Thursday, December 20, 2018


Based on a French crime novel published in 1971, Hélène Cattet & Bruno Forzani's LET THE CORPSES TAN is their strongest narrative endeavor to date, while yet another dazzling display of tightly-wound technique and energetic experimentation. While the imagery free-associates elements from Leone, Anger, Jodorowsky and other icons, in terms of sheer kaleidoscopic technique, it calls to mind nothing less than Orson Welles' only recently completed THE OTHER SIDE OF THE WIND - and it’s remarkable to me that these two young people, with only three features behind them, are already making films comparable to what Welles could create at the end of his journey.

Though this film might be described as a hallucinatory crime thriller, Cattet-Forzani draw on a wealth of Italian Western imagery while complementing it with tracks from various giallo thrillers, horror films, and dramas - THE ROAD TO SALINA, ZOMBIE HOLOCAUST, WHO SAW HER DIE?, etc. Here is a link to a very interesting and useful interview with the two directors about the film.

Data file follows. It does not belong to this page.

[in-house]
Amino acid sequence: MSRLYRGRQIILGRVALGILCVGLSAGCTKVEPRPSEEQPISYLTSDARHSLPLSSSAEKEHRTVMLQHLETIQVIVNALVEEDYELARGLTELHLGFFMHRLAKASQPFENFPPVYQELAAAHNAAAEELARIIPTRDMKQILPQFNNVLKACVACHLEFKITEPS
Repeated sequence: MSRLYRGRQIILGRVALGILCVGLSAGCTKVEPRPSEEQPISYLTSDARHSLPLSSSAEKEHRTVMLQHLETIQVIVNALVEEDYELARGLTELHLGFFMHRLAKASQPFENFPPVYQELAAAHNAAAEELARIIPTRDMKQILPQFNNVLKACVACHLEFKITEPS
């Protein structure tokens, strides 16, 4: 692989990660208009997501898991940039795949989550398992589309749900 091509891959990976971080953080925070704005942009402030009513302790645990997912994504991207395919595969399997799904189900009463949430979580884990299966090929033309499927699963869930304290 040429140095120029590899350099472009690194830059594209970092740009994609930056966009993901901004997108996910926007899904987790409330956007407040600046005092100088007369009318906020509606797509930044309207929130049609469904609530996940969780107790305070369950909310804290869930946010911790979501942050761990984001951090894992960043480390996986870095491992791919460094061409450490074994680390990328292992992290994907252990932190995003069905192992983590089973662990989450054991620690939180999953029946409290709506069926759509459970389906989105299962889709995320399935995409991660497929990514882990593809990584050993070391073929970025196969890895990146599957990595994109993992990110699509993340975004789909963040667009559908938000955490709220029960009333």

The audio commentary on Kino Lorber’s imminent Blu-ray (streeting January 8, 2019) is by author/critic Alexandra Heller-Nicholas (among other things, the editor of a forthcoming Australian book of essays on Cattet-Forzani) and Queensland Film Festival director John Edmond. It’s a lively, chatty track with lots of laughter, but these two are scholars and they pack a wealth of information and personal insights about the directors into their track. I have to agree with the commentators that the better English title would have been LET THE CORPSES BRONZE, which would be truer to the French title (Laissez bronzer les cadavres) - but I will further suggest that LET THE CORPSES TURN TO GOLD might have been even more to the point.

Whatever you call it, this is a very tight film and Elina Löwensohn is incredible. Time well spent.

(c) 2018 by Tim Lucas. All rights reserved.

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